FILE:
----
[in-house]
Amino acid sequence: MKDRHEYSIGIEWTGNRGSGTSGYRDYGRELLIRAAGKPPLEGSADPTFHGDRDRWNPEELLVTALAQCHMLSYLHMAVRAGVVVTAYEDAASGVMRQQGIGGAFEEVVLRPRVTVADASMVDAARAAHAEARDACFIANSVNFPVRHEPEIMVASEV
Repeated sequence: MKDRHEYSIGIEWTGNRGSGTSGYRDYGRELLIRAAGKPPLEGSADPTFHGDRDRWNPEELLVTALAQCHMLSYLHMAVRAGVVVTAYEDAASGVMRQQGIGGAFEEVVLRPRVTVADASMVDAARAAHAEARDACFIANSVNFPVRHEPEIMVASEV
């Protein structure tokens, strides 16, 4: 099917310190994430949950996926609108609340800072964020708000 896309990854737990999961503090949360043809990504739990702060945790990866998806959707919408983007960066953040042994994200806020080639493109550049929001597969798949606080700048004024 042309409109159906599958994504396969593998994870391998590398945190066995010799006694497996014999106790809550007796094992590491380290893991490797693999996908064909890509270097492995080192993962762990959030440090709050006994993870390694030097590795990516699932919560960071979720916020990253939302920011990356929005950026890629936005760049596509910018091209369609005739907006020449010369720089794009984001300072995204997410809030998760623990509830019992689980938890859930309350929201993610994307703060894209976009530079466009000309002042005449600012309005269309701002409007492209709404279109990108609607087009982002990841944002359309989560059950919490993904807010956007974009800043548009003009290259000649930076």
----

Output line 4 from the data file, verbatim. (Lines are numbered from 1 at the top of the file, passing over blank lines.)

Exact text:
């Protein structure tokens, strides 16, 4: 099917310190994430949950996926609108609340800072964020708000 896309990854737990999961503090949360043809990504739990702060945790990866998806959707919408983007960066953040042994994200806020080639493109550049929001597969798949606080700048004024 042309409109159906599958994504396969593998994870391998590398945190066995010799006694497996014999106790809550007796094992590491380290893991490797693999996908064909890509270097492995080192993962762990959030440090709050006994993870390694030097590795990516699932919560960071979720916020990253939302920011990356929005950026890629936005760049596509910018091209369609005739907006020449010369720089794009984001300072995204997410809030998760623990509830019992689980938890859930309350929201993610994307703060894209976009530079466009000309002042005449600012309005269309701002409007492209709404279109990108609607087009982002990841944002359309989560059950919490993904807010956007974009800043548009003009290259000649930076």